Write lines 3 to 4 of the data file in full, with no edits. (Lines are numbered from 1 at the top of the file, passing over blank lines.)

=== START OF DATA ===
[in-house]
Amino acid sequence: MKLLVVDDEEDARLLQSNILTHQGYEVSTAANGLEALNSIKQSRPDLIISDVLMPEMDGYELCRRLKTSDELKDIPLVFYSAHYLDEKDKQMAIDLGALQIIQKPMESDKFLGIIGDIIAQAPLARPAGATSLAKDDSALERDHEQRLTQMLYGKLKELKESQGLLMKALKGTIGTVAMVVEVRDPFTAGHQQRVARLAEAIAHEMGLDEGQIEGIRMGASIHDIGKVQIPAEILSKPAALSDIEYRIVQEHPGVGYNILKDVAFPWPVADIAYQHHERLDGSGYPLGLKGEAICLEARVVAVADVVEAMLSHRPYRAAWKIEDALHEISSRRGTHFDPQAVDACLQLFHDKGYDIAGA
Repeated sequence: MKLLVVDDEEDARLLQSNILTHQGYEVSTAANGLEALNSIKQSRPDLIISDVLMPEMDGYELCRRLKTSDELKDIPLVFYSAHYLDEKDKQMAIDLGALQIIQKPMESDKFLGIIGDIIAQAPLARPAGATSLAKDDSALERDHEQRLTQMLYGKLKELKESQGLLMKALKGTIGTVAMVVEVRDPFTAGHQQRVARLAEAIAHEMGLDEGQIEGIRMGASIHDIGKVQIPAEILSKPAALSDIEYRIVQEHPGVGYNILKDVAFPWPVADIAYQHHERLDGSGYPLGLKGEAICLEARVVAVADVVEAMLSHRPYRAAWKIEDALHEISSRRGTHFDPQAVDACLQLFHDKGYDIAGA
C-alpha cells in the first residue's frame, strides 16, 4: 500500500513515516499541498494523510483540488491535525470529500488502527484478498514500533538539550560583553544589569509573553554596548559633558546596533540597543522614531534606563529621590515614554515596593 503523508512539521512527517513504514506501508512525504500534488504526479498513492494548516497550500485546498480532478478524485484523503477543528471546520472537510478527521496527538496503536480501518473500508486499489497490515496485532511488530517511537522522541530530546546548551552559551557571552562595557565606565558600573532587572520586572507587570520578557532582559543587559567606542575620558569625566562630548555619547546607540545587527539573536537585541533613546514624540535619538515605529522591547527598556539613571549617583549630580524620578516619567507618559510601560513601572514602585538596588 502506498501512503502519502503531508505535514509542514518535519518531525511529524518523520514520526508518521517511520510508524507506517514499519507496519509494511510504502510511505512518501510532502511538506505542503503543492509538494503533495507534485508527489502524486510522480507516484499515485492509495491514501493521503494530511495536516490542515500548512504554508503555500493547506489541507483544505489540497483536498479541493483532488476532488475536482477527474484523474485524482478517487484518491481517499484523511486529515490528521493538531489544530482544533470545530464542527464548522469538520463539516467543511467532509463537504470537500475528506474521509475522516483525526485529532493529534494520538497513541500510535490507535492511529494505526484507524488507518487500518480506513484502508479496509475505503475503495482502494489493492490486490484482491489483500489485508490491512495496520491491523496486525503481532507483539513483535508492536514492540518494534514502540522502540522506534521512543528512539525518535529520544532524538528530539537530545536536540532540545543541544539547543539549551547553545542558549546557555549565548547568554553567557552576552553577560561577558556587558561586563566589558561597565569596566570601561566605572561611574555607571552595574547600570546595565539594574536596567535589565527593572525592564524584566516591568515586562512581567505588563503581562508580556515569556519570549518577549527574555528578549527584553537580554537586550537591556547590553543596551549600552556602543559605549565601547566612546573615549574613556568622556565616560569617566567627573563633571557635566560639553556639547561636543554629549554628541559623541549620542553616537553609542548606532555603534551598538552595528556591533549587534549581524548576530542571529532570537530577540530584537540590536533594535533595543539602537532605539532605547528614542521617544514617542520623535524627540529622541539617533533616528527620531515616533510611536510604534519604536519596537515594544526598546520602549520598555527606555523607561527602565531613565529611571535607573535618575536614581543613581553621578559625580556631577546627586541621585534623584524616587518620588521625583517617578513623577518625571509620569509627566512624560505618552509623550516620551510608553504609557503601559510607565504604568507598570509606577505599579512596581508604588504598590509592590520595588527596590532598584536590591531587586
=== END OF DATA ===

Repeated sequence: MKLLVVDDEEDARLLQSNILTHQGYEVSTAANGLEALNSIKQSRPDLIISDVLMPEMDGYELCRRLKTSDELKDIPLVFYSAHYLDEKDKQMAIDLGALQIIQKPMESDKFLGIIGDIIAQAPLARPAGATSLAKDDSALERDHEQRLTQMLYGKLKELKESQGLLMKALKGTIGTVAMVVEVRDPFTAGHQQRVARLAEAIAHEMGLDEGQIEGIRMGASIHDIGKVQIPAEILSKPAALSDIEYRIVQEHPGVGYNILKDVAFPWPVADIAYQHHERLDGSGYPLGLKGEAICLEARVVAVADVVEAMLSHRPYRAAWKIEDALHEISSRRGTHFDPQAVDACLQLFHDKGYDIAGA
C-alpha cells in the first residue's frame, strides 16, 4: 500500500513515516499541498494523510483540488491535525470529500488502527484478498514500533538539550560583553544589569509573553554596548559633558546596533540597543522614531534606563529621590515614554515596593 503523508512539521512527517513504514506501508512525504500534488504526479498513492494548516497550500485546498480532478478524485484523503477543528471546520472537510478527521496527538496503536480501518473500508486499489497490515496485532511488530517511537522522541530530546546548551552559551557571552562595557565606565558600573532587572520586572507587570520578557532582559543587559567606542575620558569625566562630548555619547546607540545587527539573536537585541533613546514624540535619538515605529522591547527598556539613571549617583549630580524620578516619567507618559510601560513601572514602585538596588 502506498501512503502519502503531508505535514509542514518535519518531525511529524518523520514520526508518521517511520510508524507506517514499519507496519509494511510504502510511505512518501510532502511538506505542503503543492509538494503533495507534485508527489502524486510522480507516484499515485492509495491514501493521503494530511495536516490542515500548512504554508503555500493547506489541507483544505489540497483536498479541493483532488476532488475536482477527474484523474485524482478517487484518491481517499484523511486529515490528521493538531489544530482544533470545530464542527464548522469538520463539516467543511467532509463537504470537500475528506474521509475522516483525526485529532493529534494520538497513541500510535490507535492511529494505526484507524488507518487500518480506513484502508479496509475505503475503495482502494489493492490486490484482491489483500489485508490491512495496520491491523496486525503481532507483539513483535508492536514492540518494534514502540522502540522506534521512543528512539525518535529520544532524538528530539537530545536536540532540545543541544539547543539549551547553545542558549546557555549565548547568554553567557552576552553577560561577558556587558561586563566589558561597565569596566570601561566605572561611574555607571552595574547600570546595565539594574536596567535589565527593572525592564524584566516591568515586562512581567505588563503581562508580556515569556519570549518577549527574555528578549527584553537580554537586550537591556547590553543596551549600552556602543559605549565601547566612546573615549574613556568622556565616560569617566567627573563633571557635566560639553556639547561636543554629549554628541559623541549620542553616537553609542548606532555603534551598538552595528556591533549587534549581524548576530542571529532570537530577540530584537540590536533594535533595543539602537532605539532605547528614542521617544514617542520623535524627540529622541539617533533616528527620531515616533510611536510604534519604536519596537515594544526598546520602549520598555527606555523607561527602565531613565529611571535607573535618575536614581543613581553621578559625580556631577546627586541621585534623584524616587518620588521625583517617578513623577518625571509620569509627566512624560505618552509623550516620551510608553504609557503601559510607565504604568507598570509606577505599579512596581508604588504598590509592590520595588527596590532598584536590591531587586